Asante in 2015
Søren Pedersen (m. 2007)
Amma Asante Norwich University of the Arts, born in London to parents from Ghana. Her love for the film industry started when she received her first role in BBC's Grange Hill. Later, she was given the opportunity to travel to Washington, DC, for an anti-drugs campaign, where she met former First Lady Nancy Reagan. Asante wrote and produced the 1998 BBC Two series Brothers and Sisters, starring David Oyelowo. She was a childhood friend of model Naomi Campbell, whom she met when they were seven years old.(born 13 September 1969) is a British filmmaker, screenwriter, former actress, and Chancellor at
Early and personal life
Amma Asante was born in Lambeth, London, to Ghanaian parents: her mother was an entrepreneur who owned her own African cosmetics and grocery store, and her accountant father received qualifications to work in the United Kingdom. Asante attended the Barbara Speake Stage School in Acton, where she trained in dance and drama. She appeared in the "Just Say No" anti-drugs campaign of the 1980s and was one of nine Grange Hill children to take it to the Reagan White House. She gained credits in other British television series, including Desmond's (Channel 4) and Birds of a Feather (BBC 1), and was a Children's Channel presenter for a year.
Writing and directing career
Amma Asante’s career started when she first attended a performing arts school that allowed her to draft her first sitcom script. Later, she became a child actress and made her first appearances on television in Grange Hill and Desmond's. In her late teens, Asante left acting and worked in screenwriting with a development deal from Chrysalis. She founded a production company, Tantrum Films, where she wrote and produced two series of the BBC Two drama Brothers and Sisters (1998).
A Way of Life
Asante used Tantrum Films to make her directorial debut with a feature film, A Way of Life (2004). It was developed and financed through the UK Film Council and produced by Peter Edwards, Patrick Cassavetti and Golden Globe Award and BAFTA Award winner Charlie Hanson. Her first film, A Way of Life, focused on the life of a single mother, played by Stephanie James. It details the reality of a woman who recounts the suicidal death of her mother and the presence of foster care. It also introduces her brother Gavin, played by Nathan Jones, who was also taken into foster care. As a young 17-year-old, Leigh Anne (Stephanie James), finds it difficult to get by, especially due to the medical expenses that her daughter Eli Williams, incurred. It also touches on the theme of racism, with their neighbour Hassan Osman (played by Oliver Haden), who had been the victim of a beating, after being accused of reporting Leigh Anne to social services for child neglect. The film has been described as "one of the most warmly received UK titles in the London Film Festival in the autumn and a harrowing drama in social realist mode". On 17 January 2005, the Times said: "She is one of the most exciting prospects in British cinema to emerge in the past 12 months."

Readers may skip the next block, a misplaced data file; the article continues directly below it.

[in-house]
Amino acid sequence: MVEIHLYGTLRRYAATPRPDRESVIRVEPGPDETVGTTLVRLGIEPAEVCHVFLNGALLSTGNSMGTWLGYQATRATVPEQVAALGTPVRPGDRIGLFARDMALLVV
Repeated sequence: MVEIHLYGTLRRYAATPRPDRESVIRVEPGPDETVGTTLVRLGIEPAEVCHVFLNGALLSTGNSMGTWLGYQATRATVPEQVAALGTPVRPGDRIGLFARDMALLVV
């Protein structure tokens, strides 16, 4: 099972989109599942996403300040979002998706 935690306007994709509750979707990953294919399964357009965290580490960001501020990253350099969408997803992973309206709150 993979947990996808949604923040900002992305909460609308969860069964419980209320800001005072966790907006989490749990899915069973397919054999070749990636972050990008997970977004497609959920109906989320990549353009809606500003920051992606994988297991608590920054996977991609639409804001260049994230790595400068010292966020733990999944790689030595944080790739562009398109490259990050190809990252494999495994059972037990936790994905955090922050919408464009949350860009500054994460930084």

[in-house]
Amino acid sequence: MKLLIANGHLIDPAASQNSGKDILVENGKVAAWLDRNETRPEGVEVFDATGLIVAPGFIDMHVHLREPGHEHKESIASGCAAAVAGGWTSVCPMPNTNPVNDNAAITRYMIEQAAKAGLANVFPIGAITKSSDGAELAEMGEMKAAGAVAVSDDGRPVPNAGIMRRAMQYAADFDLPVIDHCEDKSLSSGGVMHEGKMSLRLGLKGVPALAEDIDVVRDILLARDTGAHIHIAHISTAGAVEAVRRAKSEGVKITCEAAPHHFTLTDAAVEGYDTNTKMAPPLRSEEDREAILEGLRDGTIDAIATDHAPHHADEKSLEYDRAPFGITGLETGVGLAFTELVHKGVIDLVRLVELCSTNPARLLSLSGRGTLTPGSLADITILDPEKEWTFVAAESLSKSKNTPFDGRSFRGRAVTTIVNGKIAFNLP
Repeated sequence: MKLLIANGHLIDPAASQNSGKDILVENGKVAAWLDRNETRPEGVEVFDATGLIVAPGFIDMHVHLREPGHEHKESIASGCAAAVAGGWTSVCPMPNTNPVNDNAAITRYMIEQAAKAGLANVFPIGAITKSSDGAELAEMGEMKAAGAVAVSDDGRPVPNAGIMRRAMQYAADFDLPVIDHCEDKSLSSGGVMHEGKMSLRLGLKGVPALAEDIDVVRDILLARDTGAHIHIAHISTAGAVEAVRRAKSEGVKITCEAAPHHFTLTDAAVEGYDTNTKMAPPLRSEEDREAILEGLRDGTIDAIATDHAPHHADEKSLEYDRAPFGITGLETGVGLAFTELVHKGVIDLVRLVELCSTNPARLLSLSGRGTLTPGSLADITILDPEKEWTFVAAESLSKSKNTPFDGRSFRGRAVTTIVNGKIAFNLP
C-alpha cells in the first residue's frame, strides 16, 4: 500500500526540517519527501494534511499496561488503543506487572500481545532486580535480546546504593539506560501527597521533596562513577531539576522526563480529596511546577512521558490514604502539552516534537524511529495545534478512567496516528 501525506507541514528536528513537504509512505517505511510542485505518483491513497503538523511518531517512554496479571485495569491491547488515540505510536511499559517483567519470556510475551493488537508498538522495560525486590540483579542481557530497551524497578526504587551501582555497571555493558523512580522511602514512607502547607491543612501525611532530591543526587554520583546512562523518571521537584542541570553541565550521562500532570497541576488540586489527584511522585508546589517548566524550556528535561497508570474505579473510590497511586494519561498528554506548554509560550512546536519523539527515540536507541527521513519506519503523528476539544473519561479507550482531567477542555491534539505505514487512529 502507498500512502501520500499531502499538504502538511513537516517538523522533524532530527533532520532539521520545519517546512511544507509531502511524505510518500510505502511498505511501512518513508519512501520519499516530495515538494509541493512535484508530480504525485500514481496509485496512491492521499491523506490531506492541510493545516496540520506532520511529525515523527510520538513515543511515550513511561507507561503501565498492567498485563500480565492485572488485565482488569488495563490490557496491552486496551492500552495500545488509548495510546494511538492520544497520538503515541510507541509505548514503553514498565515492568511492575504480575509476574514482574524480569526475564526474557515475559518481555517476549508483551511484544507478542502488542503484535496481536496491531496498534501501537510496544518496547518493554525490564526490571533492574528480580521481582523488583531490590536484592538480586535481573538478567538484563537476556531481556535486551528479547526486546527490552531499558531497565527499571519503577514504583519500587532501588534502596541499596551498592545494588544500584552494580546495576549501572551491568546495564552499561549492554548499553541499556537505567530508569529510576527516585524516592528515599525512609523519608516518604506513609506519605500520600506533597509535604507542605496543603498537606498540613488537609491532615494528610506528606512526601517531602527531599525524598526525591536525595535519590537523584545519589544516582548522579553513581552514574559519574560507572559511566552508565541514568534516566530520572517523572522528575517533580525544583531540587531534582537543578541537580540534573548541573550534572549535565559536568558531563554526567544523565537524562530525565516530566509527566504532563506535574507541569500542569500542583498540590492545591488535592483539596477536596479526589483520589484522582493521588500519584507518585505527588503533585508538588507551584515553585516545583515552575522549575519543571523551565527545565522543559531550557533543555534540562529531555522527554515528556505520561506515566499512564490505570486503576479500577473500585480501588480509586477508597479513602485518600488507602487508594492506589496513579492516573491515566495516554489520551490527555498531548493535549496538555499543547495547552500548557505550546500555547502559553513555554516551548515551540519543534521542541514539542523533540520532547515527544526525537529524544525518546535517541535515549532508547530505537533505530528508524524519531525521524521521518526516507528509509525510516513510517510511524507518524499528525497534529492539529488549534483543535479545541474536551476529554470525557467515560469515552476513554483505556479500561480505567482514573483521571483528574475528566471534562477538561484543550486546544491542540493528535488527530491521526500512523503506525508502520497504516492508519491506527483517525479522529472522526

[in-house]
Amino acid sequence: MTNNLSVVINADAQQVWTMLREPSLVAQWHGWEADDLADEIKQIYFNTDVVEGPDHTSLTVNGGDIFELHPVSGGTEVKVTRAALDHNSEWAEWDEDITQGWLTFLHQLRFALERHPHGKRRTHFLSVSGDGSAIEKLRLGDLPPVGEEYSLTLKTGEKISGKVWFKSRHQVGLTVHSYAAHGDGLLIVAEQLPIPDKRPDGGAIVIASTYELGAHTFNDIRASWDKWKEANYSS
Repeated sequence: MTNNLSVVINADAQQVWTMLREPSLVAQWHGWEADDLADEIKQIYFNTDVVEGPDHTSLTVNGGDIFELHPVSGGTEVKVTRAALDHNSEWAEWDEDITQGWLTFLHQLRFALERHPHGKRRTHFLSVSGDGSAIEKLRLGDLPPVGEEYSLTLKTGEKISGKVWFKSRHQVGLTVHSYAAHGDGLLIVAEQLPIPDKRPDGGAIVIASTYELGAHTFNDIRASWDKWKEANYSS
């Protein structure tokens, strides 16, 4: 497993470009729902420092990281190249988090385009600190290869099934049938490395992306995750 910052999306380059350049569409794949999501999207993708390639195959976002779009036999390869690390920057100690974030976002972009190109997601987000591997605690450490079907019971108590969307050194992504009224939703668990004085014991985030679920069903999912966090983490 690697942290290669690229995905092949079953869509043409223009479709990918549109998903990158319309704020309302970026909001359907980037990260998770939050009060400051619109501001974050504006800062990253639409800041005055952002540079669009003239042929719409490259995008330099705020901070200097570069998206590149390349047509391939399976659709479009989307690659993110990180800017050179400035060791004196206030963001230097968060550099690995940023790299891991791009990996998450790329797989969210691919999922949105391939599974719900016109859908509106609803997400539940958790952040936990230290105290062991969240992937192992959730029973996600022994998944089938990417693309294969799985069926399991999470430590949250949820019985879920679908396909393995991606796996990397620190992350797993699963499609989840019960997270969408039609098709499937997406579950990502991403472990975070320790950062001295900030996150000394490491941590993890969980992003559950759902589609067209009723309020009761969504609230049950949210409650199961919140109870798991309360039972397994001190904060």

In November 2004, the London Film Festival awarded Asante the inaugural Alfred Dunhill UK Film Talent Award. In February 2005 Asante was awarded The Times's Breakthrough Artist of the Year and was nominated for Best Newcomer at both the Evening Standard and London Film Critics award ceremonies. That same month at the BAFTA Film Awards, Asante received the Carl Foreman Award for Special Achievement by a British Writer, director, or Producer in Their First Feature Film, which she has since cited as being a big break in her career. The 2005 Miami International Film Festival awarded A Way of Life as Best Dramatic Feature in World Cinema and the FIPRESCI prize (International Federation of Film Critics prize) for Best Feature Film. The Wales Chapter of BAFTA gave A Way of Life four of its top awards in April 2005, including Best Director and Best Film. Additionally, Asante was awarded for this film by the San Sebastian Film Festival in Spain and the Mar del Plata Film Festival in Argentina.